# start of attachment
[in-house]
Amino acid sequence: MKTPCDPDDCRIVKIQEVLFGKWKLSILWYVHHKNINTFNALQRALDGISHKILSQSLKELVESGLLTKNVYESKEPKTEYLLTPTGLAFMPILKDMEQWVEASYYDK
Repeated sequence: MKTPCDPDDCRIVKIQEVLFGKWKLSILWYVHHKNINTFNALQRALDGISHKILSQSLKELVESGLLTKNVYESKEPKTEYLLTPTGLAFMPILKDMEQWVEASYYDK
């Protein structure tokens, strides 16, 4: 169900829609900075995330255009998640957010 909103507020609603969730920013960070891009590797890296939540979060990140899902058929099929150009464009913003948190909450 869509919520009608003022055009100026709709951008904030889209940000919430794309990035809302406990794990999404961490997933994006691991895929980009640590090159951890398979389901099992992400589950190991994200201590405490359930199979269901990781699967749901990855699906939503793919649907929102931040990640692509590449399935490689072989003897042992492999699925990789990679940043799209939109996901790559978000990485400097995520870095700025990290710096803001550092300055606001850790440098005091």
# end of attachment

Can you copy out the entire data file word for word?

[in-house]
Amino acid sequence: MKTPCDPDDCRIVKIQEVLFGKWKLSILWYVHHKNINTFNALQRALDGISHKILSQSLKELVESGLLTKNVYESKEPKTEYLLTPTGLAFMPILKDMEQWVEASYYDK
Repeated sequence: MKTPCDPDDCRIVKIQEVLFGKWKLSILWYVHHKNINTFNALQRALDGISHKILSQSLKELVESGLLTKNVYESKEPKTEYLLTPTGLAFMPILKDMEQWVEASYYDK
């Protein structure tokens, strides 16, 4: 169900829609900075995330255009998640957010 909103507020609603969730920013960070891009590797890296939540979060990140899902058929099929150009464009913003948190909450 869509919520009608003022055009100026709709951008904030889209940000919430794309990035809302406990794990999404961490997933994006691991895929980009640590090159951890398979389901099992992400589950190991994200201590405490359930199979269901990781699967749901990855699906939503793919649907929102931040990640692509590449399935490689072989003897042992492999699925990789990679940043799209939109996901790559978000990485400097995520870095700025990290710096803001550092300055606001850790440098005091």